I often refer to January, February, and March as “museum season” in Boston because the weather is so inhospitable. So I’m using this post to give a shout out to some of Boston’s local museums, and I hope you’ll consider visiting one or more of these places.
Harvard Art Museums Several years ago Harvard University combined their art collections in the Fogg, Busch-Reisinger, and Arthur M. Sackler Museums into one museum to highlight their unique collections and exhibits.
Museum Tip: Cambridge residents and students can visit this museum for free.
Institute of Contemporary Art The ICA’s dynamic visual arts program features major thematic exhibitions, surveys of leading contemporary artists, and new commissions, as well as emerging artists. This a smaller musuem that is easy to visit and see in an hour if time is at a premium.
Museum Tip: Free entry provided on Thursdays from 5-9PM (but must reserve your timed ticket which are available starting at 10AM each Thursday).
Isabella Stewart Gardner Perhaps my favorite museum to visit (esp in the winter). It is the only place I am aware of that allows you to see (and yes even smell) grass. A tiny square of grass grows on the ground floor of the Venetian courtyard that is surrounded by Isabella’s extensive art collection.
Museum Tip: Anyone named Isabella can visit the museum for free.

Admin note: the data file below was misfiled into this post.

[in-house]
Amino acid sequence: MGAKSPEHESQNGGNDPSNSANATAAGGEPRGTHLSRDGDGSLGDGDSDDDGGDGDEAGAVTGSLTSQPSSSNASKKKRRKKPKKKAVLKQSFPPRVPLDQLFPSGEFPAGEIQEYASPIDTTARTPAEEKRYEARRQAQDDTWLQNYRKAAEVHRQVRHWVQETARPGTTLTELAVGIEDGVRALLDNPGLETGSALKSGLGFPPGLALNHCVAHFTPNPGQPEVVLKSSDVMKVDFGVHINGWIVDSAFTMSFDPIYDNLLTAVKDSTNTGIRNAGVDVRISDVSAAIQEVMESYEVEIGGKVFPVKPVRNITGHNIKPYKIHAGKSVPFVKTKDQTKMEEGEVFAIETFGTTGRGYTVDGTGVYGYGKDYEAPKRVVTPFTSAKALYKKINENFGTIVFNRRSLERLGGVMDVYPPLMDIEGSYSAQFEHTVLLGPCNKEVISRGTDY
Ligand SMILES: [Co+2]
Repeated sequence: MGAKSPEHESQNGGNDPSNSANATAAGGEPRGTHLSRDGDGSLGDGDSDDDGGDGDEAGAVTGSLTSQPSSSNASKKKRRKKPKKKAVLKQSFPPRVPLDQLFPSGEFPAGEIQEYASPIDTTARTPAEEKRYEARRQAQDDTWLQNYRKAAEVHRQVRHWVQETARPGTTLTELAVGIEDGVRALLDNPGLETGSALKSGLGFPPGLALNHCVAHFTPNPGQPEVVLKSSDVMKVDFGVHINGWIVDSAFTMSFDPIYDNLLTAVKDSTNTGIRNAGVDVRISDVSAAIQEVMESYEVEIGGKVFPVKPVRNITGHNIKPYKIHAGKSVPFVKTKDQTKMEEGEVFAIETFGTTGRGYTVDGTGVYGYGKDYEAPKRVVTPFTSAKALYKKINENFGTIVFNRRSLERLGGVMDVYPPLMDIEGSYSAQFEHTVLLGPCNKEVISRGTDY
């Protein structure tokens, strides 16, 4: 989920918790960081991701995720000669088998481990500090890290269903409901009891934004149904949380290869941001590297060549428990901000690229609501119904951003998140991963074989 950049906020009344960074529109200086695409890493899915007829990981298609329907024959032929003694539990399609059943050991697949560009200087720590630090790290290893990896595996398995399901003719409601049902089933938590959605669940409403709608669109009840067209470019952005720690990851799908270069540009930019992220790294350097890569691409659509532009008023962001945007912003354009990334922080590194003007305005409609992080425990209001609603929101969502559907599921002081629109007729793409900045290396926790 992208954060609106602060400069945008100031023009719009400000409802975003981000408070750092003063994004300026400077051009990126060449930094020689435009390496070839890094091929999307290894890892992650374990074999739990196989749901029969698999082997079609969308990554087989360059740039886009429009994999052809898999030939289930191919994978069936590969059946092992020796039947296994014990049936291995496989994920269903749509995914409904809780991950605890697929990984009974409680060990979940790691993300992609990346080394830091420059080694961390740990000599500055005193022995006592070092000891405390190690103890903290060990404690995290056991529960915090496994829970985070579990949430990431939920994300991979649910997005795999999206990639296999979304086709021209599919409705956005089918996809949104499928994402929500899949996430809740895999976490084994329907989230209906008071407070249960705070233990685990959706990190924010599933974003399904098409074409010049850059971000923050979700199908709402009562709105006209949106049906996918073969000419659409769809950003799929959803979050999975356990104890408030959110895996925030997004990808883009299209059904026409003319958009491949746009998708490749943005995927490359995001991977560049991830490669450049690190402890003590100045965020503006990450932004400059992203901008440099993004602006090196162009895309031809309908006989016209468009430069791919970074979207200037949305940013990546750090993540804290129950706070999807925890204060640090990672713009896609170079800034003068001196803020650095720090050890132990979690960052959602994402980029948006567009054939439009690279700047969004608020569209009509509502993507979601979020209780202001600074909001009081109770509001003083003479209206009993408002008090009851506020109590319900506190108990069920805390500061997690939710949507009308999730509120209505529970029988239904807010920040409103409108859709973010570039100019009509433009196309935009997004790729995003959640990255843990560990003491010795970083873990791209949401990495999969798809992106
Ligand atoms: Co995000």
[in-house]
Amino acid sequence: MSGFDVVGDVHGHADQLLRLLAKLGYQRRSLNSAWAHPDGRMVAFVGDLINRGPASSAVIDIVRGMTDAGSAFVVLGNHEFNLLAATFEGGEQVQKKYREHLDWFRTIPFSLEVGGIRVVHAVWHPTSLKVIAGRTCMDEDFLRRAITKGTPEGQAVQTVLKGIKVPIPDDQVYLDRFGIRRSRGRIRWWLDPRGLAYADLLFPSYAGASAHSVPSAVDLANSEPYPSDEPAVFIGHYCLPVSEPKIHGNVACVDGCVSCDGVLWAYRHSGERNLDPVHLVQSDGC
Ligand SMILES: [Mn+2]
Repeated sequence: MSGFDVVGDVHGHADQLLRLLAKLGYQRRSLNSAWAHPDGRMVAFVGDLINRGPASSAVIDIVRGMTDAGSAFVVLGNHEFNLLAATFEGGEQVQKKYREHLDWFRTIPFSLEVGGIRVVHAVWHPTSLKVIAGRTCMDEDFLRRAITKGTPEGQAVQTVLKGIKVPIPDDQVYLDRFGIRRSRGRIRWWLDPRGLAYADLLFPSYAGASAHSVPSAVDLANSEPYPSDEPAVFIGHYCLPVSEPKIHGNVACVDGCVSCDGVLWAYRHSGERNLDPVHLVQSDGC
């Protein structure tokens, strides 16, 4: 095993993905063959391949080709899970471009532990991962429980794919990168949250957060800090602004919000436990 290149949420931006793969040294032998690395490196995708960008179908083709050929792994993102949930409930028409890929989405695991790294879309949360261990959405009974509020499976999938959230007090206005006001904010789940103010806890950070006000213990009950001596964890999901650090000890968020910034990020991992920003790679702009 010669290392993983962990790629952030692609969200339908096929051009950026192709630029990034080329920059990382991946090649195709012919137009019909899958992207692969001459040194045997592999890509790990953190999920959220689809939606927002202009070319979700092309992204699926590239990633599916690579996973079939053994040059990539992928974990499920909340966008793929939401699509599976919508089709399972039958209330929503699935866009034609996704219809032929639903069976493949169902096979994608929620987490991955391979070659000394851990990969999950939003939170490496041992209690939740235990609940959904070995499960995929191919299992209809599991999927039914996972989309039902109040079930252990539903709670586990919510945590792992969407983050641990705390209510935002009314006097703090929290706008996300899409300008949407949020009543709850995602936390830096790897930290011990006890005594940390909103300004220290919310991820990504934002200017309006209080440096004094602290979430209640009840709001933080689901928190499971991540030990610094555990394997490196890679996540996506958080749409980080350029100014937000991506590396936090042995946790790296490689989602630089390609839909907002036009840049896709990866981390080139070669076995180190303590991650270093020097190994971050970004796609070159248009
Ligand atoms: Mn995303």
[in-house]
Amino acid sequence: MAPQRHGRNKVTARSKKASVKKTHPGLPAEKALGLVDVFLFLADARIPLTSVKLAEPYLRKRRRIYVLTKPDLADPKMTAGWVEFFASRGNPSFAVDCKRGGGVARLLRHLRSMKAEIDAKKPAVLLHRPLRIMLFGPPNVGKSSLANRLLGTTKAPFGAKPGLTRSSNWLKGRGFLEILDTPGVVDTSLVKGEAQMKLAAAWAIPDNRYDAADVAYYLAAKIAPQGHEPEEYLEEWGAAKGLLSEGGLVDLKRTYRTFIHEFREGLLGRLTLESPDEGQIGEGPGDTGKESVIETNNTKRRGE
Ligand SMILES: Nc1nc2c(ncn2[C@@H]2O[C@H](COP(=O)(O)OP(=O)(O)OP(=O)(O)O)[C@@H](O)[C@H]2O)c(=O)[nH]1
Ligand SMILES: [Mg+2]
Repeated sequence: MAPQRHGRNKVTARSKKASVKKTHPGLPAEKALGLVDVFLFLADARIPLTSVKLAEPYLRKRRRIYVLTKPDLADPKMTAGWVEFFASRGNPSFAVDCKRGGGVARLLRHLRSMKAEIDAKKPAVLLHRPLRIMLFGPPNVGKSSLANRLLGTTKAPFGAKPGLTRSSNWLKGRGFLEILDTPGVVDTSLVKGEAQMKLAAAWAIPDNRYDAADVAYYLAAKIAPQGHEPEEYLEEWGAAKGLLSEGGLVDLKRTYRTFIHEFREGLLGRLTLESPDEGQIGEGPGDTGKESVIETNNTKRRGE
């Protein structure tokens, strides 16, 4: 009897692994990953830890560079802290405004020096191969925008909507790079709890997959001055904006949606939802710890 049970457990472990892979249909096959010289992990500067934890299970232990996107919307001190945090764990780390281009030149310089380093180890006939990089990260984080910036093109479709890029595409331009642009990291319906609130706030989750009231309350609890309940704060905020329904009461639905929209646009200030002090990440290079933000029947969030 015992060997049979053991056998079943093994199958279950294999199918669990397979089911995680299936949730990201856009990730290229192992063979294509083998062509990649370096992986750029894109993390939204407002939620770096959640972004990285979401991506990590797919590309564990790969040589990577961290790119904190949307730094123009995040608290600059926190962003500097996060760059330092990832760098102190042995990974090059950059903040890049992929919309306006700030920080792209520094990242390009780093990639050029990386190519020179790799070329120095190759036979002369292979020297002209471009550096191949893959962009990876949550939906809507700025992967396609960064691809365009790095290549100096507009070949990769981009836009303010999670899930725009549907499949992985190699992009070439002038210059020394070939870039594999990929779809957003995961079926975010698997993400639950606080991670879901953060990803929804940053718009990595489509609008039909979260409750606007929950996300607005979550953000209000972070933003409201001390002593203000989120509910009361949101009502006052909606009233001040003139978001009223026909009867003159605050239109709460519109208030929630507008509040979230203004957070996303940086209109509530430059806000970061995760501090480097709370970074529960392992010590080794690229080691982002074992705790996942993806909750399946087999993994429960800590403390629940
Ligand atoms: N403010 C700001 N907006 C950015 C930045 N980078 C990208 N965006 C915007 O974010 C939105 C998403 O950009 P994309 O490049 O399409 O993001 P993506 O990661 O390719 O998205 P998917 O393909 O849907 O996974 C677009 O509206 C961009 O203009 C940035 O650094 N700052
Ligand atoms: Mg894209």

Museum of African American History Comprised of the African Meeting House and Abiel Smith School, this is one of Boston’s smaller museums but one of the more emotional. It opened in in 1963 – the same year Martin Luther King gave his “I Have a Dream” speech.
Museum Tip: Take the free Black Heritage Trail® walking tour. More information here.
Museum of Fine Art Boston Boston’s largest museum houses a wide range of permanent collections from ancient civilizations to Japanese art and even an impressive contemporary art collection. This is a great local museum to spend a few hours.
Museum Tip: University students, active duty military, and veterans have free general admission. Military and veterans can also bring up to five guests.
Boston area museums don’t exclusively focus on art and history if that isn’t your thing. While most of the museums above focus on art and history, there are other options ranging from the politically-minded John F. Kennedy Presidential Library to the Museum of Science to Boston’s Sports Museum just to name a few. Pick a favorite and make a plan to visit one.
Final Museum Tip: If you have a Boston Public Library card, you can reserve (at no cost) free museum passes to many museums in the area. For more information visit BPL Museum Passes.